The beginning of peace

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Susan's "Michelle - The Angel of Inspiration," Mixed Media, 28" x 17.5"

Artists with developmental disabilities from the nonprofit organization L.A. Goal and its subsidiary, Inside Out Productions, promote peace through their work at the Skirball Cultural Center.

By Austen Tate / Special to The Malibu Times

“Peace starts with communication between people. Understanding starts with one person communicating emotionally, thoughtfully and honestly. This is the beginning of all peace,” said Marcy Carsey, TV producer and partner of one of the most successful independent production companies in the world, Carsey-Warner.

Carsey, who resides in Malibu, will be hosting the reception, “Meet the Artists,” and art auction for L.A. Goal’s – Inside Out Productions’ third gallery opening, PeaceWorks, at the Skirball Cultural Center May 19.

L.A. Goal’s mission is to provide opportunities for its members, all of whom have developmental disabilities, to increase their independence and realize their full potential through a structured program of educational, vocational and recreational activities. Inside Out Productions is a subsidiary of the nonprofit L.A. Goal organization and employs 21 artists who have autism and other unique challenges.

PeaceWorks is an exhibition of work by the artists, which “provides a unique opportunity to understand how the artists have come to understand that the first step on the path to creating peace in the world is to make peace with one’s self,” according to a release by L.A. Goal – Inside Out Productions.

Susan Baerwald, vice president of Inside Out’s Board of Directors, introduced Carsey to the organization. Carsey said she became involved with the group through sharing the love of outsider art with her good friend, Baerwald.

“I’ve always loved it, their art is special and became dear to my heart,” Carsey said. “The kind of work these people support is wonderfully [exceptional]; small, terrific endeavors. L.A. Goal is an outstanding example of communication in its purest, simplest and emotional form.”

During a recent visit to Inside Out’s studio in Culver City, artist Lisie (last names of the program’s artists are withheld to protect their privacy) paints a treasure box that, she said, represents “who we are,” referring to all members of Inside Out.

The figures she draws on her treasure box are of “cats and dogs and birds all getting along,” she said.

“It is important [that] all people can get along,” she said. “People have choices of who they hang out with, positive thinking is good to be around.”

Being labeled as disabled does not seem to bother Lisie; she has found “a place of refuge,” she said.

For one year now, inside their Culver City workplace, Inside Out’s employees work three- to four- and a half-hours a day, three days per week and commute independently by driving or walking, or group together. Here, they explore art, music, drama and sports. A living skills class is applied along with comprehensive counseling and music therapy. In a course of a day they work on projects combined with specific themes, research art books, sew and produce self-generated work.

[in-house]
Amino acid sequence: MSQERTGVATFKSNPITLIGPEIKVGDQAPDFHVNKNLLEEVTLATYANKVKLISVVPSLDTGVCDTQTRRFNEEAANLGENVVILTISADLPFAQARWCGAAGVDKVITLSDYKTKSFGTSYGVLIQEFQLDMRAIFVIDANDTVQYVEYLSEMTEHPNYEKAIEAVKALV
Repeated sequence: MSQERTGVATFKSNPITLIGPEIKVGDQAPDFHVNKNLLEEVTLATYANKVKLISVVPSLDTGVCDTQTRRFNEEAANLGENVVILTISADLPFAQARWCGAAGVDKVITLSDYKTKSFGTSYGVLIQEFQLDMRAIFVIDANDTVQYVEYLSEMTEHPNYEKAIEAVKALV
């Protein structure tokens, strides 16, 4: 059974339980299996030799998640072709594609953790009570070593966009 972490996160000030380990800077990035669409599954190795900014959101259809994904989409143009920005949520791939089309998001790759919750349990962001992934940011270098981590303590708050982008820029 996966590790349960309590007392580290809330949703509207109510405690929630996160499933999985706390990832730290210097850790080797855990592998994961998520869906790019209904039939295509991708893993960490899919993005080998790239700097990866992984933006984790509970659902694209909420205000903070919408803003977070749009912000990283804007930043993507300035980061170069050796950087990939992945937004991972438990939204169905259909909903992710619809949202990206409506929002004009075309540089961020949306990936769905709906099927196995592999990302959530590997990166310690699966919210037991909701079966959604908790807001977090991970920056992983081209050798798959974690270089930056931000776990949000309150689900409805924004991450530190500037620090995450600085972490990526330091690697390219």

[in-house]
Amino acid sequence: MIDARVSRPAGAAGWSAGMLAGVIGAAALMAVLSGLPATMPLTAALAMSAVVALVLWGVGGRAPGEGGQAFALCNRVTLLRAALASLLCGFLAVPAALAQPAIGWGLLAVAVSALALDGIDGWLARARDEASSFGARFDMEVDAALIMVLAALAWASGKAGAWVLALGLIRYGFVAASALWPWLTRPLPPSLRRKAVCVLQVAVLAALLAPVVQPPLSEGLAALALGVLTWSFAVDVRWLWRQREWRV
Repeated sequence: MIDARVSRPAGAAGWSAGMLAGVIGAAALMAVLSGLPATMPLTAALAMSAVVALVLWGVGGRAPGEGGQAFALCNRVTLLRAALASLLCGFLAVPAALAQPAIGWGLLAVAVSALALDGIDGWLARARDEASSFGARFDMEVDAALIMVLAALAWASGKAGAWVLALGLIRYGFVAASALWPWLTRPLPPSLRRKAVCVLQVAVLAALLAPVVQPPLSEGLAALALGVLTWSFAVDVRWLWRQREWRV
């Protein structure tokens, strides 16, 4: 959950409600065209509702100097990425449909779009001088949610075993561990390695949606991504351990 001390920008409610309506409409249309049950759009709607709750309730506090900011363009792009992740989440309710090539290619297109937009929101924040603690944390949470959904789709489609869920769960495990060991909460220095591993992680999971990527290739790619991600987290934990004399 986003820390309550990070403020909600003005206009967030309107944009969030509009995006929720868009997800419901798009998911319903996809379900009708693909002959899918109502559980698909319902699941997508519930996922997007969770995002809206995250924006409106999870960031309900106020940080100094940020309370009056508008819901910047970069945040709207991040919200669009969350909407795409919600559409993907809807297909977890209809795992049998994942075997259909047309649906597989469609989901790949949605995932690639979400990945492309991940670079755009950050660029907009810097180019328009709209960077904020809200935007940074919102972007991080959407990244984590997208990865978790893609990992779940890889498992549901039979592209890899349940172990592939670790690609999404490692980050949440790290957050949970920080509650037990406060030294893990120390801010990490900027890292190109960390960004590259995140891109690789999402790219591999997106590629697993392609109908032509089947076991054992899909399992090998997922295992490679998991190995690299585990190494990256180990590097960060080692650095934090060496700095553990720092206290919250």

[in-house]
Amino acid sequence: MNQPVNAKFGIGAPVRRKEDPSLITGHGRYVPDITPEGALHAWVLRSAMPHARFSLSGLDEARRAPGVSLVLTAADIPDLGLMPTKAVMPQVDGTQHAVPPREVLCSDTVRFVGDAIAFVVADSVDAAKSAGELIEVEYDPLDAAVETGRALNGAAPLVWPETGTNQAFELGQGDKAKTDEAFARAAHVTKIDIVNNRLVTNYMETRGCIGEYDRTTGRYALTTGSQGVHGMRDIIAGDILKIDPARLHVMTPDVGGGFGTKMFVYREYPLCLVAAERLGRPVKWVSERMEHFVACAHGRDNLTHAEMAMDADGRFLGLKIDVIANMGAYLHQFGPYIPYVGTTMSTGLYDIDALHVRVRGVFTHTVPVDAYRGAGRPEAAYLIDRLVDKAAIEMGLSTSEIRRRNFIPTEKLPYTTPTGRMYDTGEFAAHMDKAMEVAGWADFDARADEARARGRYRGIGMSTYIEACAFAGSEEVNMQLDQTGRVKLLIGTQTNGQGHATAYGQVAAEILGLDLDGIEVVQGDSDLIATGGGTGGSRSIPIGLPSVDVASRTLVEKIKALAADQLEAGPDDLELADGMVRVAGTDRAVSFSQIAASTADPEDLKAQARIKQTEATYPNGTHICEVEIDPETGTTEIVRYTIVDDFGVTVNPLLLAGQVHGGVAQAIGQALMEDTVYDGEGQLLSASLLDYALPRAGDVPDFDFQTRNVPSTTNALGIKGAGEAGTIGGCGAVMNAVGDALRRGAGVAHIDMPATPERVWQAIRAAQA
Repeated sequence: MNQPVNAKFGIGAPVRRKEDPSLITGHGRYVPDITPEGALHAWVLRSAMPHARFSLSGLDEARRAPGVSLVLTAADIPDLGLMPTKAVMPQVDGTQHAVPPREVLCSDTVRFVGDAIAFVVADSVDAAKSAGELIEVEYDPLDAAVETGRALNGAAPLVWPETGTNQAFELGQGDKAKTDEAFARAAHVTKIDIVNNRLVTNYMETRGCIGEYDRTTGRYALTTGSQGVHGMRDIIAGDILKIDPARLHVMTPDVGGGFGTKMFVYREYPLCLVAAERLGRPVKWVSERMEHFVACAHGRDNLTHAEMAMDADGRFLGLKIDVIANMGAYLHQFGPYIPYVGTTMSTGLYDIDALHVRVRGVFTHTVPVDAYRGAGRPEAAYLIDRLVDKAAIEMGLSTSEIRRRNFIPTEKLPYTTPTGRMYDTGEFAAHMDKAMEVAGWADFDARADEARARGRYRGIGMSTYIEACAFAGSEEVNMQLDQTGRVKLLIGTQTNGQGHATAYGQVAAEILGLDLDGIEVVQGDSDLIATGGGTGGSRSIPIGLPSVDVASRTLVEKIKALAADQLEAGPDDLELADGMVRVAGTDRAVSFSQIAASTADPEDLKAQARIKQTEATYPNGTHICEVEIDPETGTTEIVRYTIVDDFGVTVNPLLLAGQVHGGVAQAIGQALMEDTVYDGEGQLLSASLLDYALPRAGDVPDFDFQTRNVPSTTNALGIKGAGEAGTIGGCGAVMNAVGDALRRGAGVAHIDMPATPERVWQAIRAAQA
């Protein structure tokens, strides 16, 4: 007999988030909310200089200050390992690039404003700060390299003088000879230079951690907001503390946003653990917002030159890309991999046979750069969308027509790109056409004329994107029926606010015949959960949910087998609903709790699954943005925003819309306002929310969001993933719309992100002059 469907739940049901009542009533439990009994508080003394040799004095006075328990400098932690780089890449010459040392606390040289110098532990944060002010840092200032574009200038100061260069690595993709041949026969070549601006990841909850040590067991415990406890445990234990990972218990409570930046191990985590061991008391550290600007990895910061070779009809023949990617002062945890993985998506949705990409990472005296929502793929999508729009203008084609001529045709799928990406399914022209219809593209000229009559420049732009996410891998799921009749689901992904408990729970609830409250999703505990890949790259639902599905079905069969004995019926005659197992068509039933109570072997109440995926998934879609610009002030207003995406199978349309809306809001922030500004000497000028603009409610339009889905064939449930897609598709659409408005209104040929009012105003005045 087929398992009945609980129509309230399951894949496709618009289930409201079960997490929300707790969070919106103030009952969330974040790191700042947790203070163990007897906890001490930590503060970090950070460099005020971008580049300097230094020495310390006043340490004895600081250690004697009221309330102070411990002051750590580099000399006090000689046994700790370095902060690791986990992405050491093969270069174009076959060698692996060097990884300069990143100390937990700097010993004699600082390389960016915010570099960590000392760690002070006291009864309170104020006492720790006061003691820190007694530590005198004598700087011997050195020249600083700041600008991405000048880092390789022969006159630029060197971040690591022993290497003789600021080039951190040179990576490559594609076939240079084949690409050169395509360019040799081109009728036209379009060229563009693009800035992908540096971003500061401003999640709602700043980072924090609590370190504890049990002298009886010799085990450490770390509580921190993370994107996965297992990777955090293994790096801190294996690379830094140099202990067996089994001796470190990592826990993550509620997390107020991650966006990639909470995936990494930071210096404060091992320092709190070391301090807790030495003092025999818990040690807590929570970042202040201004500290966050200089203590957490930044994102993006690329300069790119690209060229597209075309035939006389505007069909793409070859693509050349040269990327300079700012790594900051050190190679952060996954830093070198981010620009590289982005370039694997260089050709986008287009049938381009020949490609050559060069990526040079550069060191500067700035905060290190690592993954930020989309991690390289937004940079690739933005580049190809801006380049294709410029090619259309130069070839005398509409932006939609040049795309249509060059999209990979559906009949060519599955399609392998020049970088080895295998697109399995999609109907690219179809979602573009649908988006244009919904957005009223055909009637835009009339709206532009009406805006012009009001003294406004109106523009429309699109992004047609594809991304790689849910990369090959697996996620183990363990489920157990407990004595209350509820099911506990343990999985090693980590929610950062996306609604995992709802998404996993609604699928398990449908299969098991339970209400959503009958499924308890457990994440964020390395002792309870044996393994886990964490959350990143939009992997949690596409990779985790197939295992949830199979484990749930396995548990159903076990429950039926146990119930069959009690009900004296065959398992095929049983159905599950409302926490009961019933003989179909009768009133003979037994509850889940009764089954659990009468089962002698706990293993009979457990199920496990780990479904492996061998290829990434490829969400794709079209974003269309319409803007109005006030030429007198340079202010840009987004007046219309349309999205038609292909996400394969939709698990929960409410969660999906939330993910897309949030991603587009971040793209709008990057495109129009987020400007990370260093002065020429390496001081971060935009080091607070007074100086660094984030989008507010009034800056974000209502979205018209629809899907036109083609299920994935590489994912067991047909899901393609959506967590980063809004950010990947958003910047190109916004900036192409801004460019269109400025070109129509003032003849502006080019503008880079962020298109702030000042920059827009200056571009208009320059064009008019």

This is a home for artists where they can work together as a community, ages ranging from 18 to 60. Everyone is a student at Inside Out and the organization is family oriented.

“The need was great for this population,” said Margaret Goodenough, art director and supporter of the cause for 14 years. “They are my family. It is my life and has opened me up to realize beauty is in the unexpected.”

Different mediums of fine art are taught to members through the history of artists they research. The components of art and sewing are reinterpreted with wall hangings, quilts, patchwork clothing and 3D images. Members learn how to maintain households, relationships with people, and are given the freedom to express themselves through their art.

“Art is passion,” painter Susan said. “Colors represent feelings. My favorite color is red … [it] is strength, power and energy. The color yellow is happy. Orange is bright and pretty.”

Many people involved in the media world have come to visit Inside Out’s studio. Actors Sean Penn and Michelle Pfeiffer became students themselves.

“Anybody who sees this art is drawn in to how wonderful it is,” Carsey said. Baerwald helped L.A. Goal artists produce their first book “Disabled Fables,” a compilation of stories rewritten to tell the stories their way.

As to where she sees programs like L.A. Goal and Inside Out Productions going, Goodenough said, “There is a demand for more creative spaces globally, and there is room for growth and expansion.”

All proceeds from the Meet the Artists reception and art auction will directly benefit L.A. Goal’s Saturday Art Classes and Inside Out Productions.

Tickets for the reception on May 19, 5:30 p.m. to 8 p.m., are $125 and are available through L.A. Goal at 310.838.5274. The exhibit will be shown for three months in the Ruby Gallery located at the Skirball Cultural Center at 2701 North Sepulveda Boulevard in Los Angeles. More information on the exhibit can be obtained by calling the Skirball at 310.440.4500.